Bookshelf

Biodiversity Change and Human Health: From Ecosystem Services to Spread of Disease
In Biodiversity Change and Human Health: From Ecosystem Services to Spread of Disease, 32 experts from a wide range of disciplines, including Stephen Kellert, Tweedy Ordway Professor of Social Ecology at F&ES, examine the interaction between nature and human health. Organized into five parts, the book investigates the impact of changes in biodiversity not only on human physical well-being, but on quality of life, the spread of infectious diseases, the delivery of ecosystem services and the availability of resources for medicine. The book is published by Island Press. To purchase a copy, visit www.islandpress.com.

The Green Bride Guide: How to Create an Earth-Friendly Wedding on Any Budget
In The Green Bride Guide: How to Create an Earth-Friendly Wedding on Any Budget, Kate Harrison ’09 offers a guide to marrying, green-style, from engagement to honeymoon. A crucial part of a green wedding, says the author, “is thinking about who you are, what your values are and what kind of wedding you would want.” Based on the experience of planning her own eco-conscious wedding, Harrison provides tips on products, services, destinations and creative solutions that make sustainability the top priority. For example, Harrison recommends a “wedding co-op,” in which a group of like-minded brides pools resources to buy generic items that can be reused at multiple weddings, reducing both costs and the events’ ecological footprint. The book is published by Sourcebooks Casablanca. To purchase a copy, visit www.amazon.com.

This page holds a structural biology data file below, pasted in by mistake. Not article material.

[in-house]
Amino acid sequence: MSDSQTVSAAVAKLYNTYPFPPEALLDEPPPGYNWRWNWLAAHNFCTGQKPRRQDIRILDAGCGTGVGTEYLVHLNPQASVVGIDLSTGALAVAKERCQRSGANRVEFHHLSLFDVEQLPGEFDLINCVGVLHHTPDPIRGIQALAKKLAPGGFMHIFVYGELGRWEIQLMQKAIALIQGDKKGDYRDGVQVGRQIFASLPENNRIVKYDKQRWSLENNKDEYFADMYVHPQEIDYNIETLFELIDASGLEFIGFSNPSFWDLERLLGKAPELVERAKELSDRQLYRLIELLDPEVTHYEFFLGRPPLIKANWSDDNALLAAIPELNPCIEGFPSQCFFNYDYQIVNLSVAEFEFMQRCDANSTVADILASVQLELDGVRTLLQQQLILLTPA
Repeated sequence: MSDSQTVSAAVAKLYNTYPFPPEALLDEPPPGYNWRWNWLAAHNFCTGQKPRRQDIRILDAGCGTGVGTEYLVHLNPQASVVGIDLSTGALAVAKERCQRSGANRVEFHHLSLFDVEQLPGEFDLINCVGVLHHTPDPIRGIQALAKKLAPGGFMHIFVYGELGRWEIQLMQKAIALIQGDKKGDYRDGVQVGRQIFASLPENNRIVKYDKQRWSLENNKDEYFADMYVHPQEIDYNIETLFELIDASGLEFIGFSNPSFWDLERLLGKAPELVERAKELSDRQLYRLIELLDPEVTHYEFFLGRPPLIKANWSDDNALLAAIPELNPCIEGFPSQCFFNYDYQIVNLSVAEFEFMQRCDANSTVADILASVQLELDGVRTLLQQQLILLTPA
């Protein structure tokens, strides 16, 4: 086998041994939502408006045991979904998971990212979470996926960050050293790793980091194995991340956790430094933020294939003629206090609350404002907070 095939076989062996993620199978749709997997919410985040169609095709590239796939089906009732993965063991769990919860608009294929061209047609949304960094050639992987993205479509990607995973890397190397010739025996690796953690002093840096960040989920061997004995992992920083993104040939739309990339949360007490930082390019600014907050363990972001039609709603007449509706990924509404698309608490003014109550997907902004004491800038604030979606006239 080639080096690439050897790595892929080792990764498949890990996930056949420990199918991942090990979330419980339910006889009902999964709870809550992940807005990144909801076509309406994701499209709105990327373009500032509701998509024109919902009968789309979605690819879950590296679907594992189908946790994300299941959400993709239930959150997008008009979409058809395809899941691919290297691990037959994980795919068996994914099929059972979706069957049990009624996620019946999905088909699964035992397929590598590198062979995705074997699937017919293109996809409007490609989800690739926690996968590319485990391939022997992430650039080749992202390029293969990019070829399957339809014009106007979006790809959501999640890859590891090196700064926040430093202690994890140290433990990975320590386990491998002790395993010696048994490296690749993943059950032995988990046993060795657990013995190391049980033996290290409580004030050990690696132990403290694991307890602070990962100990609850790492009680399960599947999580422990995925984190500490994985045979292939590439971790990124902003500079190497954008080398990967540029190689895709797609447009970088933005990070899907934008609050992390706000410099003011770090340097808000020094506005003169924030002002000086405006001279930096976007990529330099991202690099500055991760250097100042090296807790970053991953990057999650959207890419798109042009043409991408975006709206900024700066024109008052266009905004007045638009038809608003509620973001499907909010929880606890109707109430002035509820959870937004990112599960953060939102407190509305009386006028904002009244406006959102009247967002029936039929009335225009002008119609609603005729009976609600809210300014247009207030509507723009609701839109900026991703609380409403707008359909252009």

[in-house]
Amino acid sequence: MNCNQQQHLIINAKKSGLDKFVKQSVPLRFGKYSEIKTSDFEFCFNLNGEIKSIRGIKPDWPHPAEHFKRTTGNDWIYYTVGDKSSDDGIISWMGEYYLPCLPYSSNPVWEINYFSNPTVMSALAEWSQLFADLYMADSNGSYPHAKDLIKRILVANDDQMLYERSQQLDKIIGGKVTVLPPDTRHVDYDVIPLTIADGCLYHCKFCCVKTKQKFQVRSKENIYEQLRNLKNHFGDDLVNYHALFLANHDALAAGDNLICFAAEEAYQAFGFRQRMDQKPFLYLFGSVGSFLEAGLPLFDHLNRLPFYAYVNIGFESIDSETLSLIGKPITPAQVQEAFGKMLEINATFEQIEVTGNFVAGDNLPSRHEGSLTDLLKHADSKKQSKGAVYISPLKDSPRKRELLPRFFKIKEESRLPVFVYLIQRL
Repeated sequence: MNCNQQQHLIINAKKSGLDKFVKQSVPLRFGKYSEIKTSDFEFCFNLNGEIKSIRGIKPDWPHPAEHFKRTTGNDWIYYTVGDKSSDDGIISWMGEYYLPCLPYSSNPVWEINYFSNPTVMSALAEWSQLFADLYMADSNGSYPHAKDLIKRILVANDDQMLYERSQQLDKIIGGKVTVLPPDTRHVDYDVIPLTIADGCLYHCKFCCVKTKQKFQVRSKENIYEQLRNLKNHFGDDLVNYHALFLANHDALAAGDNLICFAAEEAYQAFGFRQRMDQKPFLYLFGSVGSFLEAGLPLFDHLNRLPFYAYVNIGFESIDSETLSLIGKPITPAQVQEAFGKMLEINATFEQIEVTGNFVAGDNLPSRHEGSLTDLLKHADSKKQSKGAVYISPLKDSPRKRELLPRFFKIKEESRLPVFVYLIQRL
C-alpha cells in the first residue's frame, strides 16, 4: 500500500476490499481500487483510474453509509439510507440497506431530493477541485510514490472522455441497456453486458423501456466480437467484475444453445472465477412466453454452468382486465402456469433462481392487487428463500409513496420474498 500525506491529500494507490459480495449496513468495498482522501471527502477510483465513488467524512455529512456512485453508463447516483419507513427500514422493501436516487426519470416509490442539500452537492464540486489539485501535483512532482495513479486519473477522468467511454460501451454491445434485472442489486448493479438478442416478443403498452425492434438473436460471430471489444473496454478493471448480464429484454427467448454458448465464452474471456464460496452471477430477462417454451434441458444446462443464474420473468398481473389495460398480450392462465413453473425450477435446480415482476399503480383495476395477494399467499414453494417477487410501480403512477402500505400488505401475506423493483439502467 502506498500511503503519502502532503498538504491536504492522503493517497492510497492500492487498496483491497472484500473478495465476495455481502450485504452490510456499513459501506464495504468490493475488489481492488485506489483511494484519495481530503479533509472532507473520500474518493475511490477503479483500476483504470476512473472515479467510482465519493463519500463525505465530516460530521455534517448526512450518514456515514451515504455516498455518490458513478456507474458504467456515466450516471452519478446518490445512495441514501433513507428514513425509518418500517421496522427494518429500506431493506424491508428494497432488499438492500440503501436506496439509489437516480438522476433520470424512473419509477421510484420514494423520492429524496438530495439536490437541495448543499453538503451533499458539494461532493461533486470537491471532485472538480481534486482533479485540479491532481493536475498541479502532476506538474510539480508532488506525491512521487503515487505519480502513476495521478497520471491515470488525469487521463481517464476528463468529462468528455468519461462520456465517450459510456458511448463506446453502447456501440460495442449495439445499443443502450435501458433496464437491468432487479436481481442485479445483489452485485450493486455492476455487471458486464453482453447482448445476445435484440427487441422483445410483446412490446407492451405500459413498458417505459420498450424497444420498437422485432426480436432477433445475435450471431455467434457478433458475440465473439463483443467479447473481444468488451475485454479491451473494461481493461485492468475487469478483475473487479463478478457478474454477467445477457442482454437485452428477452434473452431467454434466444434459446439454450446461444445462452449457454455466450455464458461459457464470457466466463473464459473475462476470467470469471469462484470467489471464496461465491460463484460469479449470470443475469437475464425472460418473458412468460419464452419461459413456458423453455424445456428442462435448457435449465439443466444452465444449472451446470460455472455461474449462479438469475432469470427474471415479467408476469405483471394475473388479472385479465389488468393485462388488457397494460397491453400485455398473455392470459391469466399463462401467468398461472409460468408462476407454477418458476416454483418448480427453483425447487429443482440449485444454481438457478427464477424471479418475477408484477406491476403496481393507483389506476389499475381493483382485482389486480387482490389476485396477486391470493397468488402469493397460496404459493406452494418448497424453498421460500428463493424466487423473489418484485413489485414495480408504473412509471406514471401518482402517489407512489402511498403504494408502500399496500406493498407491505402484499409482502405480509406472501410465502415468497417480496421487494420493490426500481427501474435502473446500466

Green Intelligence: Creating Environments That Protect Human Health
In Green Intelligence: Creating Environments That Protect Human Health, John Wargo, professor of environmental policy, political science and risk analysis at F&ES, warns of the extra-ordinary pervasiveness of chemicals in our environment (see story, page 12). Dubbed “a 21st-century Silent Spring” by Thomas Lovejoy, biodiversity chair at the Heinz Center, the book explores the health dangers wrought by some of the best-known chemicals, such as DDT, mercury and strontium-90. The presence of dangerous chemicals in the environment, Wargo argues, may help explain the rise in obesity, dementia, diabetes, asthma, developmental abnormalities in children, reproductive failure and more. The book is published by Yale University Press. To purchase a copy, visit yalepress.yale.edu

Green Recovery: Get Lean, Get Smart, and Emerge From the Downturn on Top
In Green Recovery: Get Lean, Get Smart, and Emerge From the Downturn on Top, Andrew Winston ’03 offers a guide for business executives and managers who are looking for ideas about and a deeper understanding of sustainability. He argues that the same strategies used to address environmental issues can help companies not only survive current hard economic times, but thrive when the economy improves. The book is published by Harvard Business Press. To purchase a copy, visit www.andrewwinston.com/books

Squeezed: What You Don’t Know About Orange Juice
In Squeezed: What You Don’t Know About Orange Juice, Alissa Hamilton ’03, Ph.D. ’06, offers a brief on the consumer’s right to know how food is produced. Contrary to its image as a natural Florida product, says the author, “orange juice is highly processed and heavily engineered.” Chemists play an important role in the “fresh” flavor of this traditional breakfast drink, and the “Florida” juice is actually shipped from Brazil, where land is cheaper and few environmental regulations exist. Hamilton also reveals the nega-tive agricultural ramifications for Florida growers of orange juice production. The book is published by Yale University Press. To purchase a copy, visit yalepress.yale.edu.